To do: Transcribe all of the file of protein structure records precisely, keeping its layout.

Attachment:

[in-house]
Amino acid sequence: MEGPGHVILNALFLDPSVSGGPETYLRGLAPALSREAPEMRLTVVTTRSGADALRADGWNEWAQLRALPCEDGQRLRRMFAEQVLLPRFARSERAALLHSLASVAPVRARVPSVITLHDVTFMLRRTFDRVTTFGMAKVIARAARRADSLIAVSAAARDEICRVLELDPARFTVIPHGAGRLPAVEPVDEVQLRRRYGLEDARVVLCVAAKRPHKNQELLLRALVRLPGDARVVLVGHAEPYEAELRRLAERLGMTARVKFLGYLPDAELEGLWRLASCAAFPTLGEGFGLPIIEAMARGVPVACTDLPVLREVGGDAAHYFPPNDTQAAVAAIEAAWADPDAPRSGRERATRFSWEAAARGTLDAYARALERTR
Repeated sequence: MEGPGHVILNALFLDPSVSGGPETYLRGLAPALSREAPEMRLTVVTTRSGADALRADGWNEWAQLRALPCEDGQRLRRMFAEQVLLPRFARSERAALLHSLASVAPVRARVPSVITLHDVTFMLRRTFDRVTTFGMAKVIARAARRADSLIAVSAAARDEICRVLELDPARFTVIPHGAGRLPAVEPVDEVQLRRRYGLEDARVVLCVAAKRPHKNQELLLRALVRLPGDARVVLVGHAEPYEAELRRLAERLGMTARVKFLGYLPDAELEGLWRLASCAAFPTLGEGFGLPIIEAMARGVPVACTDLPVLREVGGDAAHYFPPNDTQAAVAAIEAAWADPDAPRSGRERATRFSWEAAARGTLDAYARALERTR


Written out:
[in-house]
Amino acid sequence: MEGPGHVILNALFLDPSVSGGPETYLRGLAPALSREAPEMRLTVVTTRSGADALRADGWNEWAQLRALPCEDGQRLRRMFAEQVLLPRFARSERAALLHSLASVAPVRARVPSVITLHDVTFMLRRTFDRVTTFGMAKVIARAARRADSLIAVSAAARDEICRVLELDPARFTVIPHGAGRLPAVEPVDEVQLRRRYGLEDARVVLCVAAKRPHKNQELLLRALVRLPGDARVVLVGHAEPYEAELRRLAERLGMTARVKFLGYLPDAELEGLWRLASCAAFPTLGEGFGLPIIEAMARGVPVACTDLPVLREVGGDAAHYFPPNDTQAAVAAIEAAWADPDAPRSGRERATRFSWEAAARGTLDAYARALERTR
Repeated sequence: MEGPGHVILNALFLDPSVSGGPETYLRGLAPALSREAPEMRLTVVTTRSGADALRADGWNEWAQLRALPCEDGQRLRRMFAEQVLLPRFARSERAALLHSLASVAPVRARVPSVITLHDVTFMLRRTFDRVTTFGMAKVIARAARRADSLIAVSAAARDEICRVLELDPARFTVIPHGAGRLPAVEPVDEVQLRRRYGLEDARVVLCVAAKRPHKNQELLLRALVRLPGDARVVLVGHAEPYEAELRRLAERLGMTARVKFLGYLPDAELEGLWRLASCAAFPTLGEGFGLPIIEAMARGVPVACTDLPVLREVGGDAAHYFPPNDTQAAVAAIEAAWADPDAPRSGRERATRFSWEAAARGTLDAYARALERTR